Congratulations on being featured on Freshly Pressed! I really appreciate that you took the time to share with us your interesting line of work. Your images are truly beautiful but more importantly they are helping others get a proper diagnosis and, hopefully, treatment.


  30. Luci
    Oct 20, 2010 @ 16:04:28

    Thanks for sharing! I have Retinitis Pigmentosa and I would be very interested in seeing photos of an eye with RP compared to a “healthy” eye. Do you have any RP photos? Thanks again!


    • beyondanomie
      Oct 20, 2010 @ 18:36:21

      Without pre-empting the author’s own response (she’s probably got some great images) RP fluorescein images can be quite striking, depending on the stage the RP is at. There’s often oedema, interesting choroidal patterns and other signs.

      You can be find some pictures, as well as explanations for what you’re seeing, at http://www.ojrd.com/content/1/1/40

      At time of typing, access to the full text of that review article is free, so you shouldn’t have to register/subscribe to the journal to see the images.


      • Luci
        Oct 21, 2010 @ 18:07:42

        Thank you for the link! I appreciated seeing the pictures, as well as reading the article.

  31. beyondanomie
    Oct 20, 2010 @ 16:06:22

    Great pics.

    My father’s a retired ophthalmic retinal surgeon who did a LOT of fundus fluorescein work so I pretty much grew up around these sort of images… even more so when he wrote a textbook on the subject and had to select the best photos he could from the zillions of slides and digital images he had!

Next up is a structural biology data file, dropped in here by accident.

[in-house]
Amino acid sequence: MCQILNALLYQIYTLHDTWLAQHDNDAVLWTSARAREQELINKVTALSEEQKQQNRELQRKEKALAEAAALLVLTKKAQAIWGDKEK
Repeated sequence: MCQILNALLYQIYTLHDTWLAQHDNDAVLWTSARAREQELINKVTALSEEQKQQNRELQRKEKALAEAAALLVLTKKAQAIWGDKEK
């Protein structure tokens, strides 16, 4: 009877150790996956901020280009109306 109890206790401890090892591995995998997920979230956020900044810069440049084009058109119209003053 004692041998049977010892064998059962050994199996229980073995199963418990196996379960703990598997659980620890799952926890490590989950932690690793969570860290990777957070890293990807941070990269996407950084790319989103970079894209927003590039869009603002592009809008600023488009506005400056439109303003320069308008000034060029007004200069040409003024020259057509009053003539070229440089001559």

I agree that they can be quite beautiful images. They have a Turner-esque quality to them. Do you think OCT will eventually replace FFA?

    Congratulations on being Freshly Pressed!


  32. missps
    Oct 20, 2010 @ 16:16:10

    Wow! These are so spooky and beautiful – thanks for sharing!


  33. dvbmech
    Oct 20, 2010 @ 17:02:27



  34. thesoftspace
    Oct 20, 2010 @ 17:36:05

    Incredible! What an interesting sub-field of science. And what interesting results!


  35. Moonmooring
    Oct 20, 2010 @ 18:25:16

    Wow! That was awesome! What a creative art medium… the possibilities are limitless.



  36. Paul K.
    Oct 20, 2010 @ 19:02:52

    here it is: http://wp.me/p12SRC-5N and our blog main page is http://www.mypatraining.com

    Thanks so much!


  37. Peter
    Oct 20, 2010 @ 19:05:17

    I bet the ophthalmic has to introduce himself as an eye doctor for the average person to know what he is. I’m sure the patients appreciate having a skilled ophthalmic photographer.


  38. kevin
    Oct 20, 2010 @ 19:49:22

    cooooool.. i have a relative who study optics right now, i hope he can study your field so he can show me..hehehe


  39. perfectperfectionist
    Oct 20, 2010 @ 20:10:04

    Your job sounds fascinating, and believe it or not, I had heard of it before! My Mum kept getting lightning flashes across her vision. Turns out that the lining of the back of her eye was falling away (which grossed me out).

    They found this out because someone from your field photo’d her eye so they could see it, and now she’s on a treatment plan which is working. Keep up the good work :).


  40. byouchah
    Oct 20, 2010 @ 20:23:48

    What a great post! Something we hardly get to see. You really do have a cool job. Thanks for sharing!


  41. Terry Weber
    Oct 20, 2010 @ 20:25:54

    Love your post. They look like little worlds of their own. On a related note, I always wonder how we can actually “see” in our minds, when our eyes are closed and we’re just thinking. Where and how are we seeing these images? In our eyes or in our brains?
    No, I am not smoking…:)


  42. Trackback: Ophthalmic Photography | Anoush Designs
  43. ika
    Oct 20, 2010 @ 20:49:05

    So cool!!!!!!!!!!!!!!!!!!!!!!!!!!!!!!!!!!!!!!


  44. teapotchronicles
    Oct 20, 2010 @ 21:05:33